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It is a nearly universal practice to count the Omer each night at ma’ariv just before the recitation of Aleinu.1 The placement of sefirat ha’omer at this point is somewhat peculiar, as most such seasonal additions to the prayers are generally recited after Aleinu and, essentially, the conclusion of the service. For example, during the month of Elul when the shofar is sounded each weekday morning, it is sounded after the conclusion of the service. There are a number of explanations as to why sefirat ha’omer is different and is performed before Aleinu.

Although ideally the Omer should be counted immediately at nightfall, it is pushed off in deference to ma’ariv and the recitation of Shema, which must be recited first. This is based on the rule that one is to perform a more frequently occurring mitzvah before performing a less frequent one. Furthermore, since one is required to connect the recitation of Shema (and its accompanying blessings) with the Shemoneh Esrei without interruption, there is simply no opportunity to count the Omer until after the Shemoneh Esrei, before Aleinu. Hence, the Omer is counted at that time, as it is the first opportunity to do so.2


Another reason offered for the placement of sefirat ha’omer before Aleinu is in order to allow the mourner’s Kaddish, which follows Aleinu, to “cover” both the sefirat ha’omer and the Aleinu. Counting the Omer after Aleinu – which in most cases means after the Kaddish that follows Aleinu – would require the recitation of another Kaddish, which is undesirable according to many authorities. Nevertheless, in many congregations, a mourner’s Kaddish is indeed recited after counting the Omer and then again after Aleinu.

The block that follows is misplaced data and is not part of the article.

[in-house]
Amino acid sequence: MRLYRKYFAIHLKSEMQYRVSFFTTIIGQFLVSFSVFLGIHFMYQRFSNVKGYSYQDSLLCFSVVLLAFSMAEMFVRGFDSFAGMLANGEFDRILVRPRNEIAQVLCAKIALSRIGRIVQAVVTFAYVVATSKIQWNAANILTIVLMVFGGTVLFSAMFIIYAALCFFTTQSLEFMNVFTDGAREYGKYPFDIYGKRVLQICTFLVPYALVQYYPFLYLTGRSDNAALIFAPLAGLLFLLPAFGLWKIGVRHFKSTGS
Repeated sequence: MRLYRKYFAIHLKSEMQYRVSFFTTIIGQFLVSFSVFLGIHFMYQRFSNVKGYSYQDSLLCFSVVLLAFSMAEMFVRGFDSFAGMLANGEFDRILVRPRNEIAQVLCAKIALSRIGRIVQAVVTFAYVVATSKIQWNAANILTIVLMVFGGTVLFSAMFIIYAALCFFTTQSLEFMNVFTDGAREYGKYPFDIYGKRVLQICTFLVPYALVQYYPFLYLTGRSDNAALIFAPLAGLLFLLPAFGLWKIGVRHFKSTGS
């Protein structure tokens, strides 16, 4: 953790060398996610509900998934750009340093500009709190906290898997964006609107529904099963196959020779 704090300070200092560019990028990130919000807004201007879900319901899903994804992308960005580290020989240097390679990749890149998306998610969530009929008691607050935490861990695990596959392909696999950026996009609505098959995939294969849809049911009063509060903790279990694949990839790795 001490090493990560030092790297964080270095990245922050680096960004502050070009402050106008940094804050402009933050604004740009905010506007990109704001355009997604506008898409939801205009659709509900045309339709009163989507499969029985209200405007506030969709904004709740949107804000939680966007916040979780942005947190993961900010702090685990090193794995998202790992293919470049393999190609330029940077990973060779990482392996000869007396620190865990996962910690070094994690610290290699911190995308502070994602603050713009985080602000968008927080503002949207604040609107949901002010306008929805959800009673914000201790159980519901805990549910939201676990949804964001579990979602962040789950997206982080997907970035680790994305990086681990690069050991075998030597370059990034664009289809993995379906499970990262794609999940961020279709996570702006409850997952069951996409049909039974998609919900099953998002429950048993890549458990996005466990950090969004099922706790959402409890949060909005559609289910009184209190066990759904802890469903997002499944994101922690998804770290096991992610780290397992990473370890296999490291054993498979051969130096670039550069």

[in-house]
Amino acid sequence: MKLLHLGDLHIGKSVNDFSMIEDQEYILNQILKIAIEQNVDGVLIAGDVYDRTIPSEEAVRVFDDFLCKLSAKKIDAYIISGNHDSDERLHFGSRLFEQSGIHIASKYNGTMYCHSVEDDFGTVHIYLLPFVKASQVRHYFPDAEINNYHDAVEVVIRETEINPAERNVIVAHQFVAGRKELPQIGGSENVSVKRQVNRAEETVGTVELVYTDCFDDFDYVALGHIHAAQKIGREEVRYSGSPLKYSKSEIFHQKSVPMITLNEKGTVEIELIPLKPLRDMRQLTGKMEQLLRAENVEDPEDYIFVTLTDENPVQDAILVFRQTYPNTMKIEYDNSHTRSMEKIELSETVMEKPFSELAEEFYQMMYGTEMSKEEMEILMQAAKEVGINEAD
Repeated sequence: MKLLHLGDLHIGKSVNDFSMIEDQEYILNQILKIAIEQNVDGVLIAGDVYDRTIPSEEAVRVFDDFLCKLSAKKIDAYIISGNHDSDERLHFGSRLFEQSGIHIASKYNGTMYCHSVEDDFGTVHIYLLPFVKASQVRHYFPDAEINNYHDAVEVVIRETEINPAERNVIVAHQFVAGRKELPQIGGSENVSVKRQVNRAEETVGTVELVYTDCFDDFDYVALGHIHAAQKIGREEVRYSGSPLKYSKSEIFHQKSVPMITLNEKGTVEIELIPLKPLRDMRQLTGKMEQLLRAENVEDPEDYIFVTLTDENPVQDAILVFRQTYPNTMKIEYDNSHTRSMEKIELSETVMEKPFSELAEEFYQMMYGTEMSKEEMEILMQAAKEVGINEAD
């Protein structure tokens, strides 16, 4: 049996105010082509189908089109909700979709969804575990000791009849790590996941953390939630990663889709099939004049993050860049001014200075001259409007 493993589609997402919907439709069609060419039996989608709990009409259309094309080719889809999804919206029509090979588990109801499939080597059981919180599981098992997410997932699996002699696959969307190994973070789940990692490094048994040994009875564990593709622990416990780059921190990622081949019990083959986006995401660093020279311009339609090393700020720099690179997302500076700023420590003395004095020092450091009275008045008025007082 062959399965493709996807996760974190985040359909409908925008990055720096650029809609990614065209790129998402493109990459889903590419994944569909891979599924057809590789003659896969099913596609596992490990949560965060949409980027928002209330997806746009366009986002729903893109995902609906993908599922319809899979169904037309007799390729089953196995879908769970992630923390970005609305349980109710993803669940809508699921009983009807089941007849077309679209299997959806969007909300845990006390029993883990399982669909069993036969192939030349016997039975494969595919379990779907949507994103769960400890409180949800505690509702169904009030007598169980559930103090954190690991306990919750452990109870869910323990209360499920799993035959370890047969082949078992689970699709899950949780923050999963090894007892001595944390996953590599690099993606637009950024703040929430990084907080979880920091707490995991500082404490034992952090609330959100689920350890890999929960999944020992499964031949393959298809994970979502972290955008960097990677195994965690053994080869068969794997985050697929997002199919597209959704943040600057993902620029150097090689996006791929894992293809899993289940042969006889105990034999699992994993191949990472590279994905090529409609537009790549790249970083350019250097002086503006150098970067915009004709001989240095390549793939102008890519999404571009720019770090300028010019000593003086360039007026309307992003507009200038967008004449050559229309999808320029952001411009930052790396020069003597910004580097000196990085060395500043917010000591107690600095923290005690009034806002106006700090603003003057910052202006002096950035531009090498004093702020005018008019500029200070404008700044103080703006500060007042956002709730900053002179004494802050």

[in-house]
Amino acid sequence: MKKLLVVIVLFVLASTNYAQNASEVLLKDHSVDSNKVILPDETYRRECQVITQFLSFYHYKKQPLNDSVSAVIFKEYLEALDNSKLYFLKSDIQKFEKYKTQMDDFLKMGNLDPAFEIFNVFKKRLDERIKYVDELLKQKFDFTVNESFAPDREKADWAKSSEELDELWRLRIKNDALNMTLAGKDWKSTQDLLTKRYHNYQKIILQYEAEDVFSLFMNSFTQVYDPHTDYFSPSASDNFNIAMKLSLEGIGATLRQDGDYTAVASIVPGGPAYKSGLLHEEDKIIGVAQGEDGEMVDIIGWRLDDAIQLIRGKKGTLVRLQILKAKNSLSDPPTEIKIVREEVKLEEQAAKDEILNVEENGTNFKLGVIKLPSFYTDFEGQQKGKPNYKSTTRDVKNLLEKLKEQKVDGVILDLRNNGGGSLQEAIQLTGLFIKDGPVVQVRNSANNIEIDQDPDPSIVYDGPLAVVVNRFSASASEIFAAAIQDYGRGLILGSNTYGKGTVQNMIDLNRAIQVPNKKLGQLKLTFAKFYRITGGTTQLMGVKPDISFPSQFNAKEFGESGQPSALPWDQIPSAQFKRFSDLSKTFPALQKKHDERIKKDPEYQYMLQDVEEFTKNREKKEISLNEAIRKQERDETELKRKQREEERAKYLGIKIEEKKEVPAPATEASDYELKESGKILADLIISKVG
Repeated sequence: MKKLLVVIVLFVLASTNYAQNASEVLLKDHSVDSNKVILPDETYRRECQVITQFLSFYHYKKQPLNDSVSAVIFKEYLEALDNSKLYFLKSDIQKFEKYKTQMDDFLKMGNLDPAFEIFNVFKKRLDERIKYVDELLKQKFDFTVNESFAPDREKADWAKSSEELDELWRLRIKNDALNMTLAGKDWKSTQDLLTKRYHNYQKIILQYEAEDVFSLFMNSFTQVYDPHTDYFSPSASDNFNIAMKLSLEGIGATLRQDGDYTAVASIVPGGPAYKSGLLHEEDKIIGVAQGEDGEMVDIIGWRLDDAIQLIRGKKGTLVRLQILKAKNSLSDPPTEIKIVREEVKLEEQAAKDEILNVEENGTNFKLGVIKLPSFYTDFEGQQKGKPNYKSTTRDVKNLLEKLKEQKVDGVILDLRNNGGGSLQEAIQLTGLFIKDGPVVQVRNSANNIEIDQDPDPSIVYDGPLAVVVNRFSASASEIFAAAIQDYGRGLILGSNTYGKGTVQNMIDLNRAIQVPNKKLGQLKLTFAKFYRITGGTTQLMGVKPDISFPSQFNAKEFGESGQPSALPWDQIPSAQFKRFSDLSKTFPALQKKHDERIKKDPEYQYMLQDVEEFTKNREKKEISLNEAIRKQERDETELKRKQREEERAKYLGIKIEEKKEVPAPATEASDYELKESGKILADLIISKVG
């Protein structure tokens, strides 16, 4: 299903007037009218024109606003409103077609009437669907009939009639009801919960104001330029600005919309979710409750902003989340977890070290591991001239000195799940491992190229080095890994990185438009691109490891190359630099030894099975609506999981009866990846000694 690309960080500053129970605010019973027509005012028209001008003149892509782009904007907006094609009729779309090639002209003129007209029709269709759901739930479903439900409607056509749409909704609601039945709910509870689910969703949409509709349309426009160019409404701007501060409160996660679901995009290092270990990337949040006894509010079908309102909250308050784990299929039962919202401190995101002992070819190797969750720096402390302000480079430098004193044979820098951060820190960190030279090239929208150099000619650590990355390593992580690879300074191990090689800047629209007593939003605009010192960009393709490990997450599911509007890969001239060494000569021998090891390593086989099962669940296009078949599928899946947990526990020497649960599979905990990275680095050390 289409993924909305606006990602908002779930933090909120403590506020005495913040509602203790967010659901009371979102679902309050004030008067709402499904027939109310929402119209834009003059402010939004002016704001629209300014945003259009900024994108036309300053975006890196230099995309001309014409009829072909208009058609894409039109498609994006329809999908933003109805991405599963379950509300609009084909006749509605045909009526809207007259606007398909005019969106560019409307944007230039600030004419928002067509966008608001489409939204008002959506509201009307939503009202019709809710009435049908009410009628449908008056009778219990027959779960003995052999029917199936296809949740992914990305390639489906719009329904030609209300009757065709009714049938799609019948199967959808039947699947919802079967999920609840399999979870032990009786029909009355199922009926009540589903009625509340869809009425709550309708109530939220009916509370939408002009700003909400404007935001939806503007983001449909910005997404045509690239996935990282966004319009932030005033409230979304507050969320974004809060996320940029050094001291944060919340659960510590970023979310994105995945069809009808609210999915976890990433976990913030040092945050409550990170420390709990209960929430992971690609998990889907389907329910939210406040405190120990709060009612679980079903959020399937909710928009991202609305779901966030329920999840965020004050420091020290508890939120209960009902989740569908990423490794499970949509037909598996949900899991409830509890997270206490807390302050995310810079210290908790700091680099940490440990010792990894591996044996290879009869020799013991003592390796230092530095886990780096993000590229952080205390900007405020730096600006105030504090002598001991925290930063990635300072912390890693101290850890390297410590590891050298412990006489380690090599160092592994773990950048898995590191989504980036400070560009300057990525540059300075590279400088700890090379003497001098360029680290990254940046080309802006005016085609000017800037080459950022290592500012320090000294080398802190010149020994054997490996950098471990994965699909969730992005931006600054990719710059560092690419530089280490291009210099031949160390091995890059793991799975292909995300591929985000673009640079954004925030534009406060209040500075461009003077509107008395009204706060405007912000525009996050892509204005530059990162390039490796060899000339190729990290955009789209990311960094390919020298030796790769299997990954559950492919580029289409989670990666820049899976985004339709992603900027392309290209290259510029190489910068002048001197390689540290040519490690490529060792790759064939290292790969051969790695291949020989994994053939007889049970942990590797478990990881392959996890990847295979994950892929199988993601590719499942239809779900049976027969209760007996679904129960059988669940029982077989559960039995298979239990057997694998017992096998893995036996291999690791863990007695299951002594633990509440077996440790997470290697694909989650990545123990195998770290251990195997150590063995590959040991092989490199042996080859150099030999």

Finally, counting the Omer at the absolute earliest possible opportunity each evening also complies with the idea of temimot – complete, in a more preferable manner. According to the principle of temimot, it is preferable that all 50 days of the Omer be equal in “length.” By counting the Omer as soon as possible each evening, one “inaugurates” the next day of the Omer at the same time each night. This ensures that each day of the Omer is a 24-hour experience, officially at least. Counting the Omer later in the evening, while halachically acceptable,3 has the disadvantage that from one evening’s count until the next evening’s count would be less than a 24-hour period. Therefore, counting consistently, and as early as possible each evening, better conforms with the idea that the Omer period should be a full 50-day countdown to Shavuot.4



  1. Mishna Berura 489:2. Nevertheless, in some congregations the Omer is counted after Aleinu.
  2. See Minchat Yitzchak 9:56 regarding one who arrived late to the synagogue and is now faced with the choice to either count the omer with the congregation or to first recite maariv.
  3. Minchat Yitzchak 9:56; Igrot Moshe 4:99; Shevet Halevi 6:53; Az Nidberu 6:52; Mishne Halachot 8:193.
  4. Siddur Yaavetz; Mishna Berura 489:2; Shulchan Aruch Harav, OC 489:3. See also Kaf Hachaim, OC 489:12; Rivevot Ephraim 1:334.

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Rabbi Ari Enkin, a resident of Ramat Beit Shemesh, is a researcher and writer of contemporary halachic issues. He teaches halacha, including semicha, one-on-one to people all over the world, online. He is also the author of the “Dalet Amot of Halacha” series (9 volumes), the rabbinic director of United with Israel, and a rebbe at a number of yeshivot and seminaries. Questions and feedback are welcomed: [email protected].